COVID-19 is associated with increase in new diagnoses of Type 1 diabetes in kids, researchers say
COVID-19 is associated with an increase in new diagnoses of Type 1 diabetes in children, according to a study by researchers at the Case Western Reserve University School of Medicine.
Researchers found a 72% increase in Type 1 diabetes diagnoses in patients 18 years and younger who had had COVID-19 in the last six months, according to the study published in September in the Journal of the American Medical Association (JAMA). Researchers analyzed electronic health records of more than one million patients.
Pediatricians should be alert for an influx of new Type 1 diabetes cases, especially since the omicron variant of COVID-19 spreads rapidly among kids, said Dr. Pamela Davis, a professor and co-author of the study.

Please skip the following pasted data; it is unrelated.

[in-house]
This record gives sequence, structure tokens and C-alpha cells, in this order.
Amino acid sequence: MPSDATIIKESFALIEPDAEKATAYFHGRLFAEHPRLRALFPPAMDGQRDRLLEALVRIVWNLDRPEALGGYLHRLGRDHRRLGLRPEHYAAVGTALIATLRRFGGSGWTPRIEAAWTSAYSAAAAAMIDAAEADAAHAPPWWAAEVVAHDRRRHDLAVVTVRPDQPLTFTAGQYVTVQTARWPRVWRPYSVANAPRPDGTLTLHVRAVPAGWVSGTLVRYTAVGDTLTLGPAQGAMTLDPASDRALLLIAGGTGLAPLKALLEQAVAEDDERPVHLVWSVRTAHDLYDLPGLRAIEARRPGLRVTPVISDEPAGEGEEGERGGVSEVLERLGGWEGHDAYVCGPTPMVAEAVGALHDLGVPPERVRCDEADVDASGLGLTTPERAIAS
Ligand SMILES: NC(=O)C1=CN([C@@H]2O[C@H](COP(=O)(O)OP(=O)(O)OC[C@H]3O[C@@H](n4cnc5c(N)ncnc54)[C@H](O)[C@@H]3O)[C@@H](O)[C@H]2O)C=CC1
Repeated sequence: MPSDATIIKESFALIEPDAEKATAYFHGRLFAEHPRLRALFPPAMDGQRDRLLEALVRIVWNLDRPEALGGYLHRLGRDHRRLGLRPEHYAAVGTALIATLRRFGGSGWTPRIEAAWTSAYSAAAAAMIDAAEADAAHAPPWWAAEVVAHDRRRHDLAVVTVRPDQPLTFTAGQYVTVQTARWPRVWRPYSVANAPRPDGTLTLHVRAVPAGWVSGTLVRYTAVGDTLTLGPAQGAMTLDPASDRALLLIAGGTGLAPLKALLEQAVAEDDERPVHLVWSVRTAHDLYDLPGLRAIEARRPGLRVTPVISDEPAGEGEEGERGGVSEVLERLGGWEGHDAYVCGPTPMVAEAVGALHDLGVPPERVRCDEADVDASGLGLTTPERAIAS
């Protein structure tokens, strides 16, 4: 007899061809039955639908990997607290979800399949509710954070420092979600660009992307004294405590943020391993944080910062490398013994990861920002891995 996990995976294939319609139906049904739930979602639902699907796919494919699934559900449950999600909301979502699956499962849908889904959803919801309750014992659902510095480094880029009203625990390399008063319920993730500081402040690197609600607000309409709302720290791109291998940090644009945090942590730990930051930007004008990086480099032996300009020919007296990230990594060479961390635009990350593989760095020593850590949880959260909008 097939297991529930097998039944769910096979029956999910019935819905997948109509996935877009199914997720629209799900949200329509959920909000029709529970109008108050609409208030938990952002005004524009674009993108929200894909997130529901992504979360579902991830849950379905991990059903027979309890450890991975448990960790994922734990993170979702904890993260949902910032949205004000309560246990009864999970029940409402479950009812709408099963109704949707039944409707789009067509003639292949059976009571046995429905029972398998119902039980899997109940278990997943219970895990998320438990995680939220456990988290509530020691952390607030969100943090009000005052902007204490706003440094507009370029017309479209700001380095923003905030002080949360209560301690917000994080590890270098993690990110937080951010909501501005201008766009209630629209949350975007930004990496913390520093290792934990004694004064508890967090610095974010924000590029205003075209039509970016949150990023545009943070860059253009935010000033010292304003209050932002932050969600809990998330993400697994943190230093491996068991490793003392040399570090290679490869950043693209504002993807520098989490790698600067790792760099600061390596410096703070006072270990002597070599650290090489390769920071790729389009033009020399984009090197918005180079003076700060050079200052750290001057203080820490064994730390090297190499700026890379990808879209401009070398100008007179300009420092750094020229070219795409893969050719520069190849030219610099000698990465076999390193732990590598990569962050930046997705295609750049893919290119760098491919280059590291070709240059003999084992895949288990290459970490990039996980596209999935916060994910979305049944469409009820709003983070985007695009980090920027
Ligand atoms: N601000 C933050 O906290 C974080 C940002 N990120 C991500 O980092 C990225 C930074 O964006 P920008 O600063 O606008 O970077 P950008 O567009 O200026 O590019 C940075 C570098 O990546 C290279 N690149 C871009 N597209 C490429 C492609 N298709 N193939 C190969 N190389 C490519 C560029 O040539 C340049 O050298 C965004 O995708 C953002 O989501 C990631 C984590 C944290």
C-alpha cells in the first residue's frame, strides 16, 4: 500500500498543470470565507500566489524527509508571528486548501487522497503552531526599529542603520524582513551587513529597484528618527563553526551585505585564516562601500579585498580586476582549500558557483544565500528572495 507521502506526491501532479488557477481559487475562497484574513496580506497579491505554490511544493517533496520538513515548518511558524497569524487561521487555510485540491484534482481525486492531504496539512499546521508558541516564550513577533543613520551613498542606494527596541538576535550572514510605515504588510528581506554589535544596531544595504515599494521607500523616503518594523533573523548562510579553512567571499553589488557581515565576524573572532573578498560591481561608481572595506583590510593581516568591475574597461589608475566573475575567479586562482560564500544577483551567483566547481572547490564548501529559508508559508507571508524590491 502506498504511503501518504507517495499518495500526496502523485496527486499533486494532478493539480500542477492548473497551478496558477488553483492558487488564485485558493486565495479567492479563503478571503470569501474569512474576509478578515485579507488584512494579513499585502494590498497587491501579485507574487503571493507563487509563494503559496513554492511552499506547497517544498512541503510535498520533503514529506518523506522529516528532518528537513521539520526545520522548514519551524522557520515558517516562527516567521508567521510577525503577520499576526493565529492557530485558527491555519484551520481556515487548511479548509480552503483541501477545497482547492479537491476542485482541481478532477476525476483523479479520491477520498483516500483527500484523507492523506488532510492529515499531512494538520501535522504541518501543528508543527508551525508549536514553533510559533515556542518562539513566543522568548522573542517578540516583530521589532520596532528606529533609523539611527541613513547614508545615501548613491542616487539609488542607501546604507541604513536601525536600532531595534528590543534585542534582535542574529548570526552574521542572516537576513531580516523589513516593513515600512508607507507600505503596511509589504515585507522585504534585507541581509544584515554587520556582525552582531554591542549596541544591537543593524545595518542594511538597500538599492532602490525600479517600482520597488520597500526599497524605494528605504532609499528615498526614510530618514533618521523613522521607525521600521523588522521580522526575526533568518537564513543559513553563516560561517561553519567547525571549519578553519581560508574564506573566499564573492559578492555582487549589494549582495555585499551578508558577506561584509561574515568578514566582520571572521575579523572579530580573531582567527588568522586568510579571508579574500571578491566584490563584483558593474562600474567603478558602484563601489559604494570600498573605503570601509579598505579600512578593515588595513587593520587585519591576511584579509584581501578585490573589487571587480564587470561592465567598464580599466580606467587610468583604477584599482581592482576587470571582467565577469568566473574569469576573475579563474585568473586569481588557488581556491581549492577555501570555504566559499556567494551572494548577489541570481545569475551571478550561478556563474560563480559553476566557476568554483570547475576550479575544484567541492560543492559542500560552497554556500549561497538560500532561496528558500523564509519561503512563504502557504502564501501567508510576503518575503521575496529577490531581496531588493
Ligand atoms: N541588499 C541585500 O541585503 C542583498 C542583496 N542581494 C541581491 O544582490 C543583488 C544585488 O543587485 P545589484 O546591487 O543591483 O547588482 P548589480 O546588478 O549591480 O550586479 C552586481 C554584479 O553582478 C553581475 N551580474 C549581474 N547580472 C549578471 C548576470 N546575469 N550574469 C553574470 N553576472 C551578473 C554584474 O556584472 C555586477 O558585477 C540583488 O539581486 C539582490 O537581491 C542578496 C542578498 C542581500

“There are many long complications of COVID-19,” she said. “I wouldn’t be surprised if we have a bump in several diseases as COVID-19 settles in among us.”
Nearly 15 million children have reportedly tested positive for COVID-19 since the beginning of the pandemic, according to the American Academy of Pediatrics. About 6.85 million of those cases occurred in 2022, including at least 289,000 since the end of August.
Type 1 diabetes is an autoimmune disease and occurs because the body’s immune defense attacks the cells that produce the hormone, insulin, according to a media release from CWRU. Insulin production is stopped, which causes the disease. The study suggests that COVID-19 is connected to this increased autoimmune response.
Families who are high-risk for Type 1 diabetes should be especially alert for symptoms after a child is diagnosed with COVID-19, Davis said. Symptoms include increases in appetite, thirst and urination.
“When is child becomes lethargic, that’s a very bad sign,” Davis said. “Parents need to be alert to those sorts of things.”
Some parents noticed symptoms of Type 1 diabetes after the first month of being diagnosed with COVID-19, Davis said.